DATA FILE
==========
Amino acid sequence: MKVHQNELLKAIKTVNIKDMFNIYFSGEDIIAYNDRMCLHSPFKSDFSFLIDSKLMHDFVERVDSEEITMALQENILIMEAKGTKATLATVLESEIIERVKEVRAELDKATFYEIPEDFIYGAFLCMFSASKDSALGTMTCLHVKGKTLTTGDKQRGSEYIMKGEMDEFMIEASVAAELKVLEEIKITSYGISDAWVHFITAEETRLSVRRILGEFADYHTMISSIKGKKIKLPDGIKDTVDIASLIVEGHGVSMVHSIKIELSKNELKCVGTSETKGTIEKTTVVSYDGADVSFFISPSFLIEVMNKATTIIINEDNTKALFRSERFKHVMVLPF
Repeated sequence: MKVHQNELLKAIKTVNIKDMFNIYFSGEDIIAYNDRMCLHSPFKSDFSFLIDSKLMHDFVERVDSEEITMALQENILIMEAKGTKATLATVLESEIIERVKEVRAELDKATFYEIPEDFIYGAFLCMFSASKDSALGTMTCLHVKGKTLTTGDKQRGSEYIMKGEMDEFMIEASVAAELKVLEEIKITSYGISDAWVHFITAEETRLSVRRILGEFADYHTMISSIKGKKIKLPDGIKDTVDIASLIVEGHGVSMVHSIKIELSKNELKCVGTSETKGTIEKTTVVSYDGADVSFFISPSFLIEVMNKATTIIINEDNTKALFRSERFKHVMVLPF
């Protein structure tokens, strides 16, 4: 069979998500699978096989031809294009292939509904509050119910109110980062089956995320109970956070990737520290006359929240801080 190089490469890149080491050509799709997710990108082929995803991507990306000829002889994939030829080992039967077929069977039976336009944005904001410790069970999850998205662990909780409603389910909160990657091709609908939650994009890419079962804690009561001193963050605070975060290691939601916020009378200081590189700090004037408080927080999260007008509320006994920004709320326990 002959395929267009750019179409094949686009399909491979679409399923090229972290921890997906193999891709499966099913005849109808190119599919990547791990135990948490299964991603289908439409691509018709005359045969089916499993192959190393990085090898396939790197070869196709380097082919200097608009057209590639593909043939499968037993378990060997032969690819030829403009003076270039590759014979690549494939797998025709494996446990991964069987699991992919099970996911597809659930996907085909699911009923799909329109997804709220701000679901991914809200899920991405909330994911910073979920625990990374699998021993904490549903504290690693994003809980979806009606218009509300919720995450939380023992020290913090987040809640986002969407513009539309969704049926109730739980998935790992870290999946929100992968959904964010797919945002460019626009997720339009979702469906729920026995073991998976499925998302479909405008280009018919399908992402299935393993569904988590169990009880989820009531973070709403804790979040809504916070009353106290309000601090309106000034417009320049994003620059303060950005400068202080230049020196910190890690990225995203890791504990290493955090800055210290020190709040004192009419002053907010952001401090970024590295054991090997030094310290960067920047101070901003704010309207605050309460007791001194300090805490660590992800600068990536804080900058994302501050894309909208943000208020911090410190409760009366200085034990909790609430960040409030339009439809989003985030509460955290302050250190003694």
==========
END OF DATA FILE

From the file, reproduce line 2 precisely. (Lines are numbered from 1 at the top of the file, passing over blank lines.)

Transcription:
Repeated sequence: MKVHQNELLKAIKTVNIKDMFNIYFSGEDIIAYNDRMCLHSPFKSDFSFLIDSKLMHDFVERVDSEEITMALQENILIMEAKGTKATLATVLESEIIERVKEVRAELDKATFYEIPEDFIYGAFLCMFSASKDSALGTMTCLHVKGKTLTTGDKQRGSEYIMKGEMDEFMIEASVAAELKVLEEIKITSYGISDAWVHFITAEETRLSVRRILGEFADYHTMISSIKGKKIKLPDGIKDTVDIASLIVEGHGVSMVHSIKIELSKNELKCVGTSETKGTIEKTTVVSYDGADVSFFISPSFLIEVMNKATTIIINEDNTKALFRSERFKHVMVLPF